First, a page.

Introduction to the different hydration systems available in the market, the pros and cons of each, and how to choose the best one for your next trail race or training session
Hydration systems for trail running. Photo: Salomon
HYDRATION BASICS FOR TRAIL RUNNING RACES
Endurance tests that can exceed 24 hours, thin air, scorching sun, temperature drops, routes through remote areas with no easy way out. You can find all this and much more on a trail race. So if proper hydration is an important factor in any sport, it is crucial when it comes to trail running.
Hydration in trail races has to be effective: the systems must not hinder your movement and they have to be accessible so that you can drink on the run without making a stop. There are a range of hydration systems on the market, and all are integrated into the different models of backpacks and waist packs designed for trail running. Equally important as knowing how to choose your trail running backpack
, you should also know the different types of hydration systems and the pros and cons of each.
Vest-style pack with water bottle on the should strap; Backpack with water bottle on the shoulder strap and internal hydration bladder.
TYPES OF HYDRATION SYSTEMS
Backpack with Flexible Reservoir
These are the classic reservoirs (also called bladders) located in an inside pocket of the backpack that has a flexible tube for drinking. These were the first designs to hit the market and featured the ability to drink without having to stop. They were modeled directly after cycling backpacks, and although their use in climbing has taken hold, they are increasingly less popular with runners. Why? There are several reasons:
- As an internal system, it is impossible to see how much water is left, making water intake more difficult to regulate.
- You have to take off your backpack to refill, wasting time.
- When you put the pack back on, the water cools down your back, which can cause problems and injuries in certain circumstances.
- In small-volume packs for short- and medium-distance trail runs, the bladder occupies practically the entire pack.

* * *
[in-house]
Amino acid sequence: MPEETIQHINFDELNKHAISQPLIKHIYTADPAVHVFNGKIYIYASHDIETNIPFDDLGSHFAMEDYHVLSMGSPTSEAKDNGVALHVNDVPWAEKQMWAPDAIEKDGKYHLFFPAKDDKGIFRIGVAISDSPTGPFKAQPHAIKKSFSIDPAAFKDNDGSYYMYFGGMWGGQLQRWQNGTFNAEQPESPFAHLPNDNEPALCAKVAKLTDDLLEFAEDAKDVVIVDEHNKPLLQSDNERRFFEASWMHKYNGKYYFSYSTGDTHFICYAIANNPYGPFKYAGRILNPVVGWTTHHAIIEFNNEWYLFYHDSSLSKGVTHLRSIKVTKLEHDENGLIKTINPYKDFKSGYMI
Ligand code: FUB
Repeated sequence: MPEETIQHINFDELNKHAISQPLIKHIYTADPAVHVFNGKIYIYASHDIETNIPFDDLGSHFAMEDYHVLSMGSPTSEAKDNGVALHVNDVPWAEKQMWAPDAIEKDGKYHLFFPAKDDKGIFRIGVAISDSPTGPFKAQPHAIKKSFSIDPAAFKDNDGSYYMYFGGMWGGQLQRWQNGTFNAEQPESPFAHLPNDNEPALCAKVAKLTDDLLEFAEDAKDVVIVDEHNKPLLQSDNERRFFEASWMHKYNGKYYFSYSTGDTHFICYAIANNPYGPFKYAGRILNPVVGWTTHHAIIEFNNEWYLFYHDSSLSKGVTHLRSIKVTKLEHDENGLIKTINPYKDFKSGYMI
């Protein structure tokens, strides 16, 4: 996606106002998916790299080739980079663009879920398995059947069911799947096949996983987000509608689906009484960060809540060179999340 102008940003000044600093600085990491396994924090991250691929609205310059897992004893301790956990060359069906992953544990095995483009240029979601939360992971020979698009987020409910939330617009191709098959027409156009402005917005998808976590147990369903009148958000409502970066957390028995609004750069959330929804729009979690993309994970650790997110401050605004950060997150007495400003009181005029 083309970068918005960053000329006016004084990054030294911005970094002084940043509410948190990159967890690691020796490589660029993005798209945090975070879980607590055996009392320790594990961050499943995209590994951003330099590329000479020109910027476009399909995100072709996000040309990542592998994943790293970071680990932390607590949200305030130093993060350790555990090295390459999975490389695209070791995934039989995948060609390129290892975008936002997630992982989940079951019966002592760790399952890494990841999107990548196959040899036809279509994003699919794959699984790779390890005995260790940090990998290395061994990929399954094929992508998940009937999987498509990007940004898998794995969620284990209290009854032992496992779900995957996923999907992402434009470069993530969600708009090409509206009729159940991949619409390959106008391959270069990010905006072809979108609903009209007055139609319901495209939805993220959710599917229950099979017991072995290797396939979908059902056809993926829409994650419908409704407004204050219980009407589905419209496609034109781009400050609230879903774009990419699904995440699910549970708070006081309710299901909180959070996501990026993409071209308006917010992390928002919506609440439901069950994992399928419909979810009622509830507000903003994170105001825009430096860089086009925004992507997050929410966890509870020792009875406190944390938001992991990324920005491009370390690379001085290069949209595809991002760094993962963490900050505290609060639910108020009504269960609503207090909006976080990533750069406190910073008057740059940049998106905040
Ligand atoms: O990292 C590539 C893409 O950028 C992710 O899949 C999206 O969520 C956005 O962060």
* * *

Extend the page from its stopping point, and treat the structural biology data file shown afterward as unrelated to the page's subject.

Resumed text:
Are flexible reservoirs still used? Yes, mainly for ultra races, long runs in the mountains in areas where water is scarce, and in survival challenges,
activities in which larger-capacity backpacks or vests in which the bladder can be incorporated are used. They are combined with the most common water-carrying systems, using the larger-volume reservoir as a backup in many cases: flat, integrated into the pack and carried along the back, the bladder does not limit movement like a bottle or a larger-volume reservoir inside the backpack.
Example of a backpack with a dual system: integrated bladder and water bottles on the straps.
Water Bottles â€“ Hard or Soft
Bottles are the most commonly used solution in todayâ€™s trail running world. Trail running waist packs, vests and backpacks are designed to seamlessly carry these bottles, those with a low-carrying capacity and those that also have an internal bladder. And bottle designs have been adapted to allow quick hydration without stopping to take a drink.
With a backpack, the most common solution is to carry the bottles in the shoulder strap pockets designed for this purpose. With a twist of the cap and a tilt of the head you reach the mouthpiece and drink without stopping. Bottles with an extension tube are becoming increasingly more popular; they make hydration easier, since â€“like the tubes used with backpack bladdersâ€“ the mouthpiece is located directly next to the mouth.
Even the smallest running waist pack is designed to carry a water bottle. Photo: Salomon
There are two types of water bottles: rigid and soft. While hard bottles continue to be used, soft bottles are more popular today. Since both have their pros and cons, we recommend giving both a try to see which one you personally prefer.
Hidrapak soft flask with extension tube.
Pros of soft water bottles
Cons of soft water bottles
- They can be folded up when empty and take up little space in the backpack, unlike hard bottles.